Although the vast majority of NWC undergraduate students participate in athletics, fine arts, or other campus groups, about 23% of the student body does not participate in extra-curricular activities. This is problematic for retention, as students who are involved in co-curricular activities both at NWC (and in higher education in general) have better retention rates. In addition, participating in co-curricular activities is associated with increases in undergraduate experience quality and GPA. Thus, combining curricular and extra-curricular activities to transition more students to co-curricular involvement may boost retention, grades, and satisfaction.
In addition, determining new ways in which these areas could augment each other could become a key source of innovation at NWC. Inside Higher Ed notes, “For most faculty, deans, and administrators tasked with developing a more innovative curriculum…, it’s outside the classroom where they might be able to make the most impact—and do so quickly…[and where] learning innovation and experimentation can happen in a far more unfettered way.”
Ideas from Other Institutions
Both Colorado College and the University of Kansas have programs that integrate curricular and extracurricular activities to best develop students’ abilities. In Colorado College’s Community Engaged Leaders Program, students complete coursework and complete a project in the community to “cultivat[e] students’ ability to integrate and apply learning toward solving complex social challenges”. Similarly, the University of Kansas’ Leadership Engagement Certificate requires coursework, experiential learning, and a reflection paper to earn the credential and receive an acknowledgement of program completion on their transcript.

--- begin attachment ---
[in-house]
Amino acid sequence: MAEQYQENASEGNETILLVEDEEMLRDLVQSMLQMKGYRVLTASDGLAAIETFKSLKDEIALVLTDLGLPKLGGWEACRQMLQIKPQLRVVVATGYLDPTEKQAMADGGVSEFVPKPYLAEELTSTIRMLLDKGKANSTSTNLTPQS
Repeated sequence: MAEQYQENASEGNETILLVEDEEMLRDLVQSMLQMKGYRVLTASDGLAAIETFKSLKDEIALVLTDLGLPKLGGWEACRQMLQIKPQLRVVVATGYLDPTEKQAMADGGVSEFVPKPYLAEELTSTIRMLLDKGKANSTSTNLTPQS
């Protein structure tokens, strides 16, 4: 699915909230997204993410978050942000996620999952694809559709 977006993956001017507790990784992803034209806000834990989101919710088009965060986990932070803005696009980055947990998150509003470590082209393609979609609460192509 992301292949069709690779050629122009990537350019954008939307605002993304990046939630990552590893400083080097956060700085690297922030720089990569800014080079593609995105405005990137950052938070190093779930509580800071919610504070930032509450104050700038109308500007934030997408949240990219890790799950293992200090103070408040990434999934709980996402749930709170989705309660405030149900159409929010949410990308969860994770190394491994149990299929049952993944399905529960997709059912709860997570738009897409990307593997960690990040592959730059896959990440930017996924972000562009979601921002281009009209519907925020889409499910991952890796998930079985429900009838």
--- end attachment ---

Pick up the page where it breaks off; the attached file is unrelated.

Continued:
Suggestions for Northwestern
NWC should investigate how it can combine curricular and co-curricular opportunities, via workshops, boot camps, and other programming, to create distinct programs that draw prospective students and enhance the sense of value of earning a NWC degree. In conjunction, it should consider how combinations of these activities can serve as a gateway for students to more officially and consistently participate in co-curricular activities.
One specific idea is to possibly create a ‘Christian Character’ program wherein students can earn a transcript and graduation regalia distinction to indicate completion of the program. Students could earn Christian Character credits through a combination of coursework (e.g., philosophy, psychology) and involvement in athletics, fine arts, or various campus groups.
We also believe there may be opportunities for courses to have a book club or other student-run small group activities that accompany a class. The Women in Leadership’s reading group, which was comprised of faculty, staff, and students in varying phases of their work and personal life, helped illuminate issues of privilege and limiting social structures by providing a more comfortable space for self-reflection and sharing of experiences. This reading group would have paired well with a sociology course, for example.
Goal 3.1 – Pursue strategic enrollment growth – Increase residential undergraduate enrollment to 1,050 by 2023.
Goal 1.4 – Raise the reputation of Northwestern as a leader in Christian thought, scholarship, practice, and artistic expression.
Course‐Embedded Co‐Curricular Learning: https://www.regiscollege.edu/sites/default/files/academics/co-curricular-learning/co-curricular-learning-proposal.pdf